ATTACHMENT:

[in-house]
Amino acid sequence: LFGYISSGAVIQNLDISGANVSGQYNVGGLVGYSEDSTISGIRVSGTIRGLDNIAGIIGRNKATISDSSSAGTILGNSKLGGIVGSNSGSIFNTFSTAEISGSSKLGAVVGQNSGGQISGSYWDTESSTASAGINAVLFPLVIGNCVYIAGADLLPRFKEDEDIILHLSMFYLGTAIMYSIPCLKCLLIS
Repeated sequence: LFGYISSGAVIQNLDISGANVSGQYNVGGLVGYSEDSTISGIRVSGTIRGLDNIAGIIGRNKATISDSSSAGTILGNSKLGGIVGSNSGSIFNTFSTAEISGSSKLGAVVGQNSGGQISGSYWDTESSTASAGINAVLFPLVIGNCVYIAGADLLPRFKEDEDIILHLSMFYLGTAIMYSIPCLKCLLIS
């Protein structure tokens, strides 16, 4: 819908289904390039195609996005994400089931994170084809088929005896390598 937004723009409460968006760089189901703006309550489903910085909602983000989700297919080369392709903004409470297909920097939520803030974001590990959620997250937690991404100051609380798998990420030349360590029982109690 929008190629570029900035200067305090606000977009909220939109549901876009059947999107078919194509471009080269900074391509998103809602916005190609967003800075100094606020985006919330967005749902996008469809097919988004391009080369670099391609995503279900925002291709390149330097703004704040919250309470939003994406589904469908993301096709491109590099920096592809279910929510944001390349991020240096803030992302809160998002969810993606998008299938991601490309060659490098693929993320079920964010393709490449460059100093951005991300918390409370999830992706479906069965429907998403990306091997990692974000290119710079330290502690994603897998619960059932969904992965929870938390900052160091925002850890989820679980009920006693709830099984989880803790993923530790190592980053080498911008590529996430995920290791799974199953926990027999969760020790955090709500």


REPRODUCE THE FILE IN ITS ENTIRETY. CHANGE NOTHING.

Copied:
[in-house]
Amino acid sequence: LFGYISSGAVIQNLDISGANVSGQYNVGGLVGYSEDSTISGIRVSGTIRGLDNIAGIIGRNKATISDSSSAGTILGNSKLGGIVGSNSGSIFNTFSTAEISGSSKLGAVVGQNSGGQISGSYWDTESSTASAGINAVLFPLVIGNCVYIAGADLLPRFKEDEDIILHLSMFYLGTAIMYSIPCLKCLLIS
Repeated sequence: LFGYISSGAVIQNLDISGANVSGQYNVGGLVGYSEDSTISGIRVSGTIRGLDNIAGIIGRNKATISDSSSAGTILGNSKLGGIVGSNSGSIFNTFSTAEISGSSKLGAVVGQNSGGQISGSYWDTESSTASAGINAVLFPLVIGNCVYIAGADLLPRFKEDEDIILHLSMFYLGTAIMYSIPCLKCLLIS
């Protein structure tokens, strides 16, 4: 819908289904390039195609996005994400089931994170084809088929005896390598 937004723009409460968006760089189901703006309550489903910085909602983000989700297919080369392709903004409470297909920097939520803030974001590990959620997250937690991404100051609380798998990420030349360590029982109690 929008190629570029900035200067305090606000977009909220939109549901876009059947999107078919194509471009080269900074391509998103809602916005190609967003800075100094606020985006919330967005749902996008469809097919988004391009080369670099391609995503279900925002291709390149330097703004704040919250309470939003994406589904469908993301096709491109590099920096592809279910929510944001390349991020240096803030992302809160998002969810993606998008299938991601490309060659490098693929993320079920964010393709490449460059100093951005991300918390409370999830992706479906069965429907998403990306091997990692974000290119710079330290502690994603897998619960059932969904992965929870938390900052160091925002850890989820679980009920006693709830099984989880803790993923530790190592980053080498911008590529996430995920290791799974199953926990027999969760020790955090709500």